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How Eating Insects Empowers Women

For women denied access to land or agricultural resources, the booming edible insect market is an essential source of protein and cash.
Image: Bugs for Life.

The fried tarantula saleswomen of Skuon, Cambodia, claim the snacks they hawk have beautifying properties. It's a time-honoured sales technique, and the cosmetic attributes of the spiders known as a-ping have yet to be scientifically verified. But the true benefits of a-ping are more than skin-deep.

The farming of insects (and arachnids) will play a significant role in the struggle for global food security. Ten kilogrammes of feed produces six kilogrammes of edible crickets, but just one kilogramme of beef. Urging the consumption of insects as a panacea to food insecurity, a 2013 UN report also noted that "empowering rural women can significantly increase productivity, improve rural livelihoods and reduce hunger and malnutrition." As such, the authors argue that the edible insect market can enable some of the world's most vulnerable women to escape economic and nutritional insecurity.


Women are responsible for cultivating up to 80 percent of the crops in many agricultural nations, and yet patrilineal land laws and customs often prevent them from owning their own property. The typical seed is planted by a woman in earth owned by a man. Divorce, the death of a relative or the failure to find a spouse can all prevent women from accessing traditional agricultural resources, and these women are less likely to have the capital to buy a goat or a flock of chickens. Given the amount of unpaid labor women are expected to undertake in the home, they also have less time available to spend rearing livestock.

For economically insecure women, insect farming is often a more accessible option.

Image: Bugs for Life.

"It doesn't cost as much as dairy farming," Jenny Josephs, founder of The Bug Shack, a company promoting insects as a sustainable source of protein, said. "You can use cheapish equipment, and you don't need much land. You can do it on a small scale, in a kitchen or a back garden."

Arable farming also requires a level of physical fitness which can exclude elderly, infirm, or malnourished women. Insect farming is safer, less strenuous, and often more culturally acceptable as a way for women to gain a measure of economic autonomy.

Two billion people worldwide already supplement their diets with insects—a practice known as entomophagy. Many of these insects are harvested by women. For example, the mopane worm is a protein-rich grub, and a seasonal staple across southern Africa. To prepare a mopane worm for consumption, its viscous intestines must be expelled. The worm is squeezed like a toothpaste tube, and whipped round by its tail until the guts fly loose.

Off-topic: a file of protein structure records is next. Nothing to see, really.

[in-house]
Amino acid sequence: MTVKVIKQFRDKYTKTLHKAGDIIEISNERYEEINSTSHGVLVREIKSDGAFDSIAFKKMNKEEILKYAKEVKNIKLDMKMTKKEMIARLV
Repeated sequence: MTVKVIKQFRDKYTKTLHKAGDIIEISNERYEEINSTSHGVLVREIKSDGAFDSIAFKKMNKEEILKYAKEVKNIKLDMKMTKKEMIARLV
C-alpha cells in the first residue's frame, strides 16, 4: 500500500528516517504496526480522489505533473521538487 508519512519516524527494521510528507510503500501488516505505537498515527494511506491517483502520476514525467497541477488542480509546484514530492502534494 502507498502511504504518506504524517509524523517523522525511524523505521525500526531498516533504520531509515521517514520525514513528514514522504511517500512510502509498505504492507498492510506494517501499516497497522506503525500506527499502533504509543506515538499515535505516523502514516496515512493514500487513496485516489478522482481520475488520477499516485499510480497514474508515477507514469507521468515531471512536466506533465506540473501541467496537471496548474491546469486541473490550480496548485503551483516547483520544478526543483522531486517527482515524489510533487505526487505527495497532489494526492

In 2012, researchers found that more than 70 percent of low-level mopane worm traders in Zimbabwe were women. Insects are classed as NWFPs, or "non-wood forest products." A study in Cameroon found that 94 percent of NWFP collection was carried out by women.

"Insects' nutritional values are particularly relevant for pregnant women and small children."

The primarily female a-ping vendors make around 30,000 riels (£5/$7) a day, over twice the average wage in Cambodia. The trade requires no specialist equipment and no land, since the tarantulas are collected wild in public forests. In Zimbabwe, women can lay claim to a tree festooned with mopane worms simply by tying a piece of bark to the trunk. It is rather harder to stake a claim on a swathe of fertile arable land.

Before founding edible insect company Eat Grub, Shami Radia travelled through South-East Asia, observing the cultivation, preparation and consumption of insects in countries where entomophagy is commonplace.

"I saw a lot of cricket farming, essentially as a side business," he said. "It's mostly women who rear crickets. They have to do what is expected of them, looking after children and working the land. But they can rear crickets on the side, and earn additional income for the family." He adds that cricket farming is common in women-headed households, which tend to be particularly impoverished.

Image: Bugs for Life.

There are other benefits besides economic empowerment and independence. Insects are a much-needed dietary supplement for many women, whose diet would otherwise lack essential nutrients. Pregnant and breastfeeding women should consume over 70g of protein daily, compared to 60g for adult men, while menstruating women should consume twice as much iron as adult men. Yet in meat-scarce cultures, meat is often reserved for men.


Bugs for Life is an NGO which runs education programmes in Benin about the health benefits of entomophagy. In one survey, 50 percent of Beninese children presented acute signs of malnutrition.

"We work in a high malnutrition area, where children are not [culturally] supposed to eat eggs or meat, so there's not a lot of protein available," Bugs for Life spokesperson Mariangela Veronesi said. "Insects' nutritional values are particularly relevant for pregnant women and small children."